Residency Dates: May 15, 2016 - June 04, 2016
Application Deadline: December 06, 2015
Frances Richard is the Pabst Endowed Chair for Master Writers.
Frances Richard is a poet, critic, and editor. She has published three volumes of poems: Anarch. (Futurepoem, 2013), The Phonemes (Les Figues, 2012), and See Through (Four Way Books, 2003), as well as two chapbooks, Anarch. (Woodland Editions, 2008) and Shaved Code (Portable Press at YoYo Labs, 2008). Her work has appeared in journals such as The Boston Review, The Brooklyn Rail, Conjunctions, and The Volta, as well as in anthologies including I’ll Drown My Book: Conceptual Writing By Women (ed. Caroline Bergvall, Laynie Brown, Teresa Carmody, and Vanessa Place, Les Figues, 2012) and Sixty Morning Talks: Serial Interviews with Contemporary Authors by Andy Fitch (Ugly Duckling Presse, 2014); recently, she contributed an Afterword to Manhattan Luck, a volume of previously uncollected works by Alice Notley (Hearts Desire, 2014). The Anarch. Film Project—an ongoing collaboration in which artists and writers produce short films in dialogue with the book of the same name—can be viewed at http://anarchfilmproject.tumblr.com/.
Richard’s criticism has been published in Artforum/Bookforum, Aperture, BOMB, Hyperallergic, The London Review of Books, and The Nation, as well as in exhibition catalogues produced by Creative Time, Inc., the Guggenheim Museum, Independent Curators International, and the Whitney Museum of American Art. She has been a regular contributor to “Goings On About Town” at the New Yorker, and an editor at Cabinetmagazine and at the literary journal Fence. She is the author, with Jeffey Kastner and Sina Najafi, of the exhibition catalogue Odd Lots: Revisiting Gordon Matta-Clark’s “Fake Estates” (Cabinet Books, 2005).
Her awards include the Marlboro Prize in poetry, a Greenwall Fund grant from the Academy of American Poets, an Arts Writers Grant from the Andy Warhol Foundation/Creative Capital, a Research Grant from the Graham Foundation, and the Editors Prize for Reviewing from Poetry Magazine, as well as fellowships at the MacDowell Colony, the Corporation of Yaddo, the Djerassi Resident Artist Foundation, the Dora Maar House, the Farpath Foundation, and the Canadian Centre for Architecture. She teaches at the California College of the Arts, and lives in Oakland.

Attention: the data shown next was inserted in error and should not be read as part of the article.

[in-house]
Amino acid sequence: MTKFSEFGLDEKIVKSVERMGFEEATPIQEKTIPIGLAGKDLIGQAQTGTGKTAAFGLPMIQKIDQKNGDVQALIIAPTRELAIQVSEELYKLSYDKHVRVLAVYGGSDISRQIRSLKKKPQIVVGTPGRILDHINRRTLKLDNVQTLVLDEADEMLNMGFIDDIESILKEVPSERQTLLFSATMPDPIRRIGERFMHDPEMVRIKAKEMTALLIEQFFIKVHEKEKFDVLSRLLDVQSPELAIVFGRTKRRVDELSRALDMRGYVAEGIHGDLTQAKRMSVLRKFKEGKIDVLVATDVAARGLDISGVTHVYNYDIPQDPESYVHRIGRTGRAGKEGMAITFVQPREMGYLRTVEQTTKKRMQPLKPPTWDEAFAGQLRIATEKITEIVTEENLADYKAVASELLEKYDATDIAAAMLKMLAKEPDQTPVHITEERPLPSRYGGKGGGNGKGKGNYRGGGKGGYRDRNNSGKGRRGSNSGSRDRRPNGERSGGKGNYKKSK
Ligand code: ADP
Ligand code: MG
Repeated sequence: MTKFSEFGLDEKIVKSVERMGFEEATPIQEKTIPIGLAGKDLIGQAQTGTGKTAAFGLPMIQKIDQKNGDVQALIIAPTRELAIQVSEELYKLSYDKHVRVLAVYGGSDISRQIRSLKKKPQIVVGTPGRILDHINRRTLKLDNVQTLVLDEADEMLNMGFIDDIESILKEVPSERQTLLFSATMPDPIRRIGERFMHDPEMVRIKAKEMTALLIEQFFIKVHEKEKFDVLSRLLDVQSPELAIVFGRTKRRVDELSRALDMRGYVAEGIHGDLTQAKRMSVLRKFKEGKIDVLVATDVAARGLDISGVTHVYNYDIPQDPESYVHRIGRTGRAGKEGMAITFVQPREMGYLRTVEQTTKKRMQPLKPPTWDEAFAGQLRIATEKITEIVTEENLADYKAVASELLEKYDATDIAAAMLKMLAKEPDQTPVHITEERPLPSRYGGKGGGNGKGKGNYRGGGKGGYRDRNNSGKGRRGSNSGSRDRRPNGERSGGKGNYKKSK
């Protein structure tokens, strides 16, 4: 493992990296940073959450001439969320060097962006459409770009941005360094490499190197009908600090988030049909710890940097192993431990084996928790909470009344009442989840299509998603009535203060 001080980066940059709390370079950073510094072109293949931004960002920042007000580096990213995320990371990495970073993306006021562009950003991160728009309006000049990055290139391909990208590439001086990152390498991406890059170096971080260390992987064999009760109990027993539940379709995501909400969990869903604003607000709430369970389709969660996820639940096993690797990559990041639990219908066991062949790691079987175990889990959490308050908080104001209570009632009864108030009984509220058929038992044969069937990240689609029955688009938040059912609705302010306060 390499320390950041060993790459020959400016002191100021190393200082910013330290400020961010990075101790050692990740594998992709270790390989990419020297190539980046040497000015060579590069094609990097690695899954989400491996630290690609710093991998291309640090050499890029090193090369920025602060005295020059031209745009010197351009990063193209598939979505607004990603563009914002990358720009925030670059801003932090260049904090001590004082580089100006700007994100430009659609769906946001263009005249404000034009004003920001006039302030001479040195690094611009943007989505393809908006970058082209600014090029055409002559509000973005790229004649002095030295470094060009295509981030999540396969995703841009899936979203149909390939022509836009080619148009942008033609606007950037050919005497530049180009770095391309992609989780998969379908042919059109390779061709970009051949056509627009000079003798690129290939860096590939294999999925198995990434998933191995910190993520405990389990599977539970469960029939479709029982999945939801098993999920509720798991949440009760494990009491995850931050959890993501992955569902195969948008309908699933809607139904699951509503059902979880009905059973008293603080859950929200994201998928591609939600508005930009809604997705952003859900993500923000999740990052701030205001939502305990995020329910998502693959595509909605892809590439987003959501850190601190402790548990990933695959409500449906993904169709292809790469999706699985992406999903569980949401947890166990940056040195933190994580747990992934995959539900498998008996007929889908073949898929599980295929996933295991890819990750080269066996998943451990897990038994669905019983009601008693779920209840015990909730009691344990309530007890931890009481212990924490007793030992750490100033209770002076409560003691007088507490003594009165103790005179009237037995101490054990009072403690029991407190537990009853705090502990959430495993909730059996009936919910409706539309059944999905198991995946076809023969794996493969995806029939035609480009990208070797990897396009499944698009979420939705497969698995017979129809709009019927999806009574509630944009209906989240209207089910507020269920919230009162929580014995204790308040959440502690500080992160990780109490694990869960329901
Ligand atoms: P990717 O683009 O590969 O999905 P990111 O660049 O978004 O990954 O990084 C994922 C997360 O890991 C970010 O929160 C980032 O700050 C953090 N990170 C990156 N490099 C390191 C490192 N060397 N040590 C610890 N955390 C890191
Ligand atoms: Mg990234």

I am interested, as a poet, in moving from question to question, turning and turning an image or idea or object, watching thoughts meet their limits and morph into something else. The object of inquiry might be a physical sensation, a memory, a scene on the subway, a failure of justice, a quality of light, a Bic lighter in a sea-bird’s belly… or all of these, freely laminated together. But writing has a strange relationship with perception. When a reverie or texture or surge of adrenalin passes into language, it turns, subtly, into something else—and stable assumptions about “self” or “reality” glitch and reconfigure. The poem reveals itself as social and coded, as dependent on its form in words as the initial impulse was on nerves, fantasy, history, atmospheric perspective, and/or polyacetal plastic.
The same is true of trying to capture what we sense in pictures or any other visual art-form (sculpture, drawing, photography, film, video, performance). The image, like the poem, is a record of precise attention to concept and feeling, while at the same time it is always partial, marked by slips, approximations, rules, broken rules, silences.
So, in this residency with writers—and visual artists for whom writing is important—I’m imagining us playing with two processes:
1) Tracking, noting, plunging so deeply into what we notice that we find it nearly instantaneously changing shape,
2) using the overlaps and tensions between words and images to do this tracking and record these changes.
The day-to-day structure of the workshop will emerge in response to participants’ specific interests. But it will certainly include some combination of conversation, free writing, reading, response to visual cues (and, if you like, the making of visual notes), and one-on-one conferences. In addition to discussing our own writing, possible topics include examples of writers using images and artists using language, hybrid text/image projects, the page as a typographic visual field, nonsense language, the semiotic sign or conventionalized system for notating meaning, and questions like: What kind of language is an image? What kind of image is a word?
Projects-in-progress and brand-new explorations are both welcome. Feel free to bring a camera, drawing materials, etc. if this sounds appealing! But there is no requirement to make visual art in this residency—only to explore the visual as it relates to the verbal and the sensual as it relates to the conceptual.
- a CV
- a Letter of Intent including, in whatever form you wish, the following:
- What you hope to accomplish at ACA and why, in your life as a writer, this is a good time to explore the combination of intensive retreat and collaborative community that ACA offers;
- What you are reading now, and how this relates—however tangentially or dreamily—to what you are currently writing or planning to write;
- Brief commentary on 5 visual artists (filmmakers fine too) whose work intrigues, influences, haunts, or provokes you, and why.
- a 10-page writing sample of poems or poem-like texts written in the last 12 months.
Residency Fee: $900
Includes a $100 administration fee, weekday meals and housing; does not include artist materials, transportation, or weekend meals.
Scholarships / Financial Assistance
Only accepted Associate Artists may apply for financial assistance. For details, please visit the master artist details page.